EU prospect "cure for Balkans"; Serbia "against" Kosovo army

Serbia's Foreign Minister Ivica Dacic said on Tuesday that the EU prospects are a cure that helps ease tensions in the Western Balkans.

Source: Tanjug

"Our area saw many conflicts in the past, and that is why the EU prospects help calm the situation in the region," Dacic said, replying to questions at 88th Rose-Roth Seminar of the NATO Parliamentary Assembly titled “Serbia, the Western Balkans and the Euro-Atlantic Community” held in Belgrade.

Dacic noted that countries in the region are facing the border issue, and in Serbia's case, the understanding of the issue of its southern province, Kosovo-Metohija.

“We do not deny the right to self-determination, but we disprove of the way, that this be implemented through unilateral acts- without agreement with the state that someone wants to secede from,” said the Serbian foreign minister.

“As regards the mechanisms for resolving problems, the EU must be aware that its enlargement policy is irreplaceable,” Dacic said, underscoring that the cooperation in the region is only possible if it is based on shared interests.

Serbia wants peace and stability in Kosovo, but it is against creating an army of Kosovo, and that is a topic that should be discussed by the UN Security Council, Dacic said on Tuesday.

Serbia is against creating a Kosovo army because it is not in line with UN Security Council Resolution 1244, Dacic said.

Such a thing could have consequences to security in the region, he stressed.

"Serbia's Prime Minister Aleksandar Vucic, Kosovo's Prime Minister Hashim Thaci and EU High Representative Catherine Ashton were at the NATO headquarters when they signed the Brussels agreement and NATO officials gave them guarantees that no ethnic Albanian armed forces would go into northern Kosovo without KFOR's consent," he said, according to Tanjug.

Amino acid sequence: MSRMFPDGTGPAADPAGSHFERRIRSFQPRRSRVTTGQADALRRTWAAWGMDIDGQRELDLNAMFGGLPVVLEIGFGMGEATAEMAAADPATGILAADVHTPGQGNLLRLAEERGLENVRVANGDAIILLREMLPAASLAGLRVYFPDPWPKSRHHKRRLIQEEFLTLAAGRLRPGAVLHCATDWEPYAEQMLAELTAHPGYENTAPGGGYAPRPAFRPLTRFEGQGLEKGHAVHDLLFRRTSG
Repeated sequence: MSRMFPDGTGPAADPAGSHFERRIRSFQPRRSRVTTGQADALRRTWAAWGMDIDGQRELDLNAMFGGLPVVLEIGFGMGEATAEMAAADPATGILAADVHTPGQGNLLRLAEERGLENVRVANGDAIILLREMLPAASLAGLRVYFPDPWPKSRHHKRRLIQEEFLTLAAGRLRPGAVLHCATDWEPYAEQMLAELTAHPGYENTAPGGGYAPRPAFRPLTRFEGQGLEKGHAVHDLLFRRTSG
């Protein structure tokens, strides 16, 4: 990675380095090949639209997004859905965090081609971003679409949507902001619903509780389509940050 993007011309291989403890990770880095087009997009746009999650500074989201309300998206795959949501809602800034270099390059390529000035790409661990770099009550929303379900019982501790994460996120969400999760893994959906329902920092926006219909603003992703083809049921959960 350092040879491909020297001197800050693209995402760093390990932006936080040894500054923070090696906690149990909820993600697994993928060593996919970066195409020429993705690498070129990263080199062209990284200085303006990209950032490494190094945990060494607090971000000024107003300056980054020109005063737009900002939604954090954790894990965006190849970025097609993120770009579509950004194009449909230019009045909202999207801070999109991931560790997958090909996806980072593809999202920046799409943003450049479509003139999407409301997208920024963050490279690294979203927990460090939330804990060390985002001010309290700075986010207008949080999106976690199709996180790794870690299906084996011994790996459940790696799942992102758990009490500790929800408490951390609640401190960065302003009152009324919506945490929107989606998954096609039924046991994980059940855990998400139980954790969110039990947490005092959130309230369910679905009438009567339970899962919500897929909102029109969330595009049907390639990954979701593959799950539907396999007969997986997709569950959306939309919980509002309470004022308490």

"It is a complicated matter and Serbia believes it should be discussed by the UN Security Council," Dacic noted.

He also said that "the most difficult chapter on Serbia's EU path is Chapter 35 on Kosovo which also covers the implementation of the Brussels agreement on normalization of Belgrade-Pristina relations."

The problem lies in the fact that Chapter 35 has not been sufficiently defined, Dacic said.

He noted that Serbia would not be able to open other negotiating chapters unless it first tackles Chapter 35 on Kosovo and Chapters 23 and 24 on the judiciary, security and fundamental rights.

Dacic said that Serbia is ready to open talks on Chapter 32 concerning financial control, but certain countries like Germany maintain that other chapters cannot be opened unless Chapters 23, 24 and 25 are tackled first.

"Unlike other countries, Serbia has a specific negotiating path," Dacic said. He noted that the country "can be a champion of European values but without progress in the talks with Pristina, there can be no progress in the European negotiations either," adding this is "the reality that the country has to face."

"Not aspiring"

Speaking during the same gathering in Belgrade on Tuesday, Dacic said that Serbia is neutral and not aspiring toward NATO membership, but sees room to further enhance the cooperation within the Partnership for Peace program.

"NATO respects the singular position of Serbia compared to all other member states and partners of the Alliance," he said.

At the same time, Serbia recognizes the significance and the role of NATO in the regional security system, its role in the preservation of peace and security, particularly the security of Serbs in Kosovo-Metohija, which is guaranteed by the NATO itself, the Serbian Foreign Ministry said in a statement.

Serbia wants to be a reliable, responsible and predictable partner of NATO in working together towards the preservation of peace and stability in the region, said Dacic.

The recently adopted Individual Partnership Action Plan (IPAP) is another step forward in the promotion of cooperation in all areas of common interest.


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